It seems a simple concept. Easy access from a home to the outside world. When a disability interferes, this simple exercise can prove to be a frustrating impediment. Thanks to a faithful group of community volunteers, led by Ray Rowell of Clarkesville, this challenge is being addressed – one ramp at a time.
Eight volunteers from Grace-Calvary Episcopal Church and Clarkesville First United Methodist Church, on Aug. 29, dedicated a day to construct a 16-foot ramp for a Martin resident. An early start to the day to beat the summer heat found the group at the site unloading “boxes” that make up the framework of the ramp, along with deck boards that had been cut and assembled off site, said Walton Smith of Clarkesville, working with the Grace-Calvary group. “The group has a trailer that contains the tools and equipment of a mobile workshop,” Smith said. “All of this is set up near where the ramp is to be built. The only thing required on-site is one power outlet.”
A first priority is to connect the landing portion of the ramp to the home. “This is normally the slowest part of the onsite work,” Smith said. The landing is attached to the house and supported by 4x4’s, the ramp is attached to it, sloping at 5 degrees down to ground level. The 4x4 posts are either put into post holes or placed into heavy concrete footings. The landing and ramp boxes are then attached to the house and the posts with nails, bolts and screws. As each box is put into place, pre-cut deck boards are nailed and screwed down to it. Then 2x4’s are attached to the posts to enclose the ramp in a strong, protective railing. Finally, a top board is attached over the top rail and the posts, thus tying the whole structure together. The main Martin ramp needed two additional small ramps in order to be useful. “A short ramp, also at 5 degrees of incline, was built at the house entry and another where the walkway met the driveway so as to permit easier transitions by a wheelchair," Smith said.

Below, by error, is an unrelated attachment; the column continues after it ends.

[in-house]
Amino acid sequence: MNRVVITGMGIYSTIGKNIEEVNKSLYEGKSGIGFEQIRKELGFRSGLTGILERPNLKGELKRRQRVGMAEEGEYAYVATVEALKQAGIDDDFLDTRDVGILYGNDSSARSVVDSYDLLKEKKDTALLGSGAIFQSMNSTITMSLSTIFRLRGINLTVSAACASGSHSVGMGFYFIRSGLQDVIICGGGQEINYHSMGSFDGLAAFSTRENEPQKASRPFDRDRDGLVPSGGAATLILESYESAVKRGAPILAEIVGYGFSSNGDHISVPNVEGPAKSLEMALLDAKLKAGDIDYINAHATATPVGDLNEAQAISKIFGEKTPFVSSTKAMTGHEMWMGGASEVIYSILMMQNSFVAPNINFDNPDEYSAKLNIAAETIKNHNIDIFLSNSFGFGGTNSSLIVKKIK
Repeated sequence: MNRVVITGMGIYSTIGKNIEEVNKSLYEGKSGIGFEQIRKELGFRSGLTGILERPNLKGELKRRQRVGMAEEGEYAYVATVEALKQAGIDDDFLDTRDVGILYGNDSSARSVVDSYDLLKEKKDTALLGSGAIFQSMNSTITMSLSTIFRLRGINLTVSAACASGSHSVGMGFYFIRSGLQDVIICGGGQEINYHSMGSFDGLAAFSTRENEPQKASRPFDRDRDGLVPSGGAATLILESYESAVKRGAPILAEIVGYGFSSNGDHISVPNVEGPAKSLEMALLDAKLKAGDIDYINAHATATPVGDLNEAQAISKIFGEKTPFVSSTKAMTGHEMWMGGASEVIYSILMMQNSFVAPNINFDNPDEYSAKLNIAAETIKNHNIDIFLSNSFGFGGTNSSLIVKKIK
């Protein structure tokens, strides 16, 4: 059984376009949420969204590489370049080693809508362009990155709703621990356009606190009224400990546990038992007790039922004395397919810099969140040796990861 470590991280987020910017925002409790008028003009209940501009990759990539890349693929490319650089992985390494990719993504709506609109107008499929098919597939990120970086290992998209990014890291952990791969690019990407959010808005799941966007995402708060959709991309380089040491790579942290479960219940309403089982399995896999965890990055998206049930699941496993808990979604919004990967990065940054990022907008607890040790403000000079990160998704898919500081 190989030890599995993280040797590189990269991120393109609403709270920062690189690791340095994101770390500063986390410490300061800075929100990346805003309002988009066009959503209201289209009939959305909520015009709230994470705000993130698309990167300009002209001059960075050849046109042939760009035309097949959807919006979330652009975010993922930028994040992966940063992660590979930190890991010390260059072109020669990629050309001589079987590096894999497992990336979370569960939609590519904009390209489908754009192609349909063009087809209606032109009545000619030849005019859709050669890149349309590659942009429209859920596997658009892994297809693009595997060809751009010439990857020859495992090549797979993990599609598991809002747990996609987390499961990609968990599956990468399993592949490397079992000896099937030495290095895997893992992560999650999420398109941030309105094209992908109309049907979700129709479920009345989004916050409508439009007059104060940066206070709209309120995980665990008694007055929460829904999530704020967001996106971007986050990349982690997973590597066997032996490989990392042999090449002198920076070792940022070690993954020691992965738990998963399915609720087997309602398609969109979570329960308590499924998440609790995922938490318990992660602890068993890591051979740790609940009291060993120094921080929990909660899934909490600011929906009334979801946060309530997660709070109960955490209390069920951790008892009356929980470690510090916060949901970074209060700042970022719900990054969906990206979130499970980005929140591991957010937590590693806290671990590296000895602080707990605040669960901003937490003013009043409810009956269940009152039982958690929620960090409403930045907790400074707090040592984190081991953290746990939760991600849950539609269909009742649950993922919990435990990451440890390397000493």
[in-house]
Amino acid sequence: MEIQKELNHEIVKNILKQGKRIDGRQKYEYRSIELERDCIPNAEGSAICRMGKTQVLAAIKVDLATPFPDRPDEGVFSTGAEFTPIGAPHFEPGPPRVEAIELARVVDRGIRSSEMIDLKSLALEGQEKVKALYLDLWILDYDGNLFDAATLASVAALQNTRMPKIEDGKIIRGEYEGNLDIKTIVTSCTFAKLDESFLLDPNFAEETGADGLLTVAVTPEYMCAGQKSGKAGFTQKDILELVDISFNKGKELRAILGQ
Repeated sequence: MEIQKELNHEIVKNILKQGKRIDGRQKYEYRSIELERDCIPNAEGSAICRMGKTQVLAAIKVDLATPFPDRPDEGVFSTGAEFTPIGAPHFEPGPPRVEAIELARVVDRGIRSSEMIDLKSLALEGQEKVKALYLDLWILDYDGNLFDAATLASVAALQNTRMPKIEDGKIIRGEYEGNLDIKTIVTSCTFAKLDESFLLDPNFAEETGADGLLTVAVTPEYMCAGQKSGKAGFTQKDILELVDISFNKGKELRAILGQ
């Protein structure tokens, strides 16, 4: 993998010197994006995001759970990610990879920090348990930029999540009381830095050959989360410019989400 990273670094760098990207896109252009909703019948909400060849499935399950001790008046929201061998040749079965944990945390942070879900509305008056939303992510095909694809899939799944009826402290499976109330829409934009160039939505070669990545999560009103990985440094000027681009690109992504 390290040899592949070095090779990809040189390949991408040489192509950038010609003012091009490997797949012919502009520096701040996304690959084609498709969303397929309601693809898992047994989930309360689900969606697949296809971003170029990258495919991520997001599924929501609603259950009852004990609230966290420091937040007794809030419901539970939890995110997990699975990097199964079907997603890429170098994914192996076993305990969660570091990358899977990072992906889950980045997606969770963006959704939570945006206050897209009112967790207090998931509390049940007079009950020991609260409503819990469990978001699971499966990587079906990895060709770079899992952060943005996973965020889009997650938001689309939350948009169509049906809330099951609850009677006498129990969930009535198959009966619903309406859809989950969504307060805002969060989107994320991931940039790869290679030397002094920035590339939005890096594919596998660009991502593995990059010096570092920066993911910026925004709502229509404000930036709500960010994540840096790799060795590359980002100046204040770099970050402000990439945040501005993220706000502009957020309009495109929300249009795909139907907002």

Rowell has four ramp projects in the pipeline, with the next scheduled construction day set for September in Homer. This ministry is an example of what can be started by one person, said Father Sam Buice, rector of Grace-Calvary. Ray Rowell began building ramps in the area many years ago, Buice said.
“He has built this ministry and can know that it will be here long after he stops building ramps himself,” he said. “The group that has formed around him is equally committed to this work. As a person who spent three months in a wheelchair myself, I can say, first-hand how important a ramp can be and what it means to have someone build one for you.”
For more information, email email@example.com to be placed on the mailing list for notices of upcoming volunteer opportunities.
Photos: Walton Smith